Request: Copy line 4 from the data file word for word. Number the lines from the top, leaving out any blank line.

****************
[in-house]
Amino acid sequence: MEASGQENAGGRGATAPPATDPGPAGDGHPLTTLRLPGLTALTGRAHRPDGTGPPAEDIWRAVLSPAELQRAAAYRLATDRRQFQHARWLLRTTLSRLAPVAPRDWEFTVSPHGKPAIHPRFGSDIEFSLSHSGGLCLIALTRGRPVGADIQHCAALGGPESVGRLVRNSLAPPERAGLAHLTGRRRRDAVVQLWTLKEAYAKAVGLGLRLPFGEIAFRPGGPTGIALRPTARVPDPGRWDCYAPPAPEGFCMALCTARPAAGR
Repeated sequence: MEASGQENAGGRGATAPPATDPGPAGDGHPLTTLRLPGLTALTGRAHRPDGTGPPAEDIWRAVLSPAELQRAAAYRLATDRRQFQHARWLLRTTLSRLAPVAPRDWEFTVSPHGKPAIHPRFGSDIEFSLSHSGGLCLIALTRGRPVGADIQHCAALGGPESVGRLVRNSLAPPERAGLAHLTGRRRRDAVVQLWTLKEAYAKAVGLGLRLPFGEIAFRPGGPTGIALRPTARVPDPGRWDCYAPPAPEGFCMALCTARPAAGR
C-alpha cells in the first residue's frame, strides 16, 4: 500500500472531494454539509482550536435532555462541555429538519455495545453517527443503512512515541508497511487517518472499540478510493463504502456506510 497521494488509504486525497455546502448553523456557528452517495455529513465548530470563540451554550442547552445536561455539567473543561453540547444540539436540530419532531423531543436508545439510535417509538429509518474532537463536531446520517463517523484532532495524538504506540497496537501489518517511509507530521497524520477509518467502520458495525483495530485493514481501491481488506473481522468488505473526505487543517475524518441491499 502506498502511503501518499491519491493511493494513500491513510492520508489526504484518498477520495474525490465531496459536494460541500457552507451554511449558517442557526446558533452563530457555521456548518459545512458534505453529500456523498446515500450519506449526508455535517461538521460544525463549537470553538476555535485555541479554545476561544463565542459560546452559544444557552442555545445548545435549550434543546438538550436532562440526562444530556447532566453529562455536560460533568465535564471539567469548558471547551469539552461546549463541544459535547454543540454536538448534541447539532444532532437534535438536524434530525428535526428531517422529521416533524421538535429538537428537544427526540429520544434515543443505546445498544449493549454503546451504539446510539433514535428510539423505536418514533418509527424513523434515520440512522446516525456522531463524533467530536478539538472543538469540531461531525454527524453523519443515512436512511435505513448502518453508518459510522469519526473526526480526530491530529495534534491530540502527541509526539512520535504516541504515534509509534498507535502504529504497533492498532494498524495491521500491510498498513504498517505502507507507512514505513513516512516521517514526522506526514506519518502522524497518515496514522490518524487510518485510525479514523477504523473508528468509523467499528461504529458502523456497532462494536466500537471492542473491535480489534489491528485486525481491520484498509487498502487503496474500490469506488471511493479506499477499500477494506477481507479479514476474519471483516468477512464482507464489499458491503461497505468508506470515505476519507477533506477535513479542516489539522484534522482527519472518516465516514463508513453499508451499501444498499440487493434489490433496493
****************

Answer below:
C-alpha cells in the first residue's frame, strides 16, 4: 500500500472531494454539509482550536435532555462541555429538519455495545453517527443503512512515541508497511487517518472499540478510493463504502456506510 497521494488509504486525497455546502448553523456557528452517495455529513465548530470563540451554550442547552445536561455539567473543561453540547444540539436540530419532531423531543436508545439510535417509538429509518474532537463536531446520517463517523484532532495524538504506540497496537501489518517511509507530521497524520477509518467502520458495525483495530485493514481501491481488506473481522468488505473526505487543517475524518441491499 502506498502511503501518499491519491493511493494513500491513510492520508489526504484518498477520495474525490465531496459536494460541500457552507451554511449558517442557526446558533452563530457555521456548518459545512458534505453529500456523498446515500450519506449526508455535517461538521460544525463549537470553538476555535485555541479554545476561544463565542459560546452559544444557552442555545445548545435549550434543546438538550436532562440526562444530556447532566453529562455536560460533568465535564471539567469548558471547551469539552461546549463541544459535547454543540454536538448534541447539532444532532437534535438536524434530525428535526428531517422529521416533524421538535429538537428537544427526540429520544434515543443505546445498544449493549454503546451504539446510539433514535428510539423505536418514533418509527424513523434515520440512522446516525456522531463524533467530536478539538472543538469540531461531525454527524453523519443515512436512511435505513448502518453508518459510522469519526473526526480526530491530529495534534491530540502527541509526539512520535504516541504515534509509534498507535502504529504497533492498532494498524495491521500491510498498513504498517505502507507507512514505513513516512516521517514526522506526514506519518502522524497518515496514522490518524487510518485510525479514523477504523473508528468509523467499528461504529458502523456497532462494536466500537471492542473491535480489534489491528485486525481491520484498509487498502487503496474500490469506488471511493479506499477499500477494506477481507479479514476474519471483516468477512464482507464489499458491503461497505468508506470515505476519507477533506477535513479542516489539522484534522482527519472518516465516514463508513453499508451499501444498499440487493434489490433496493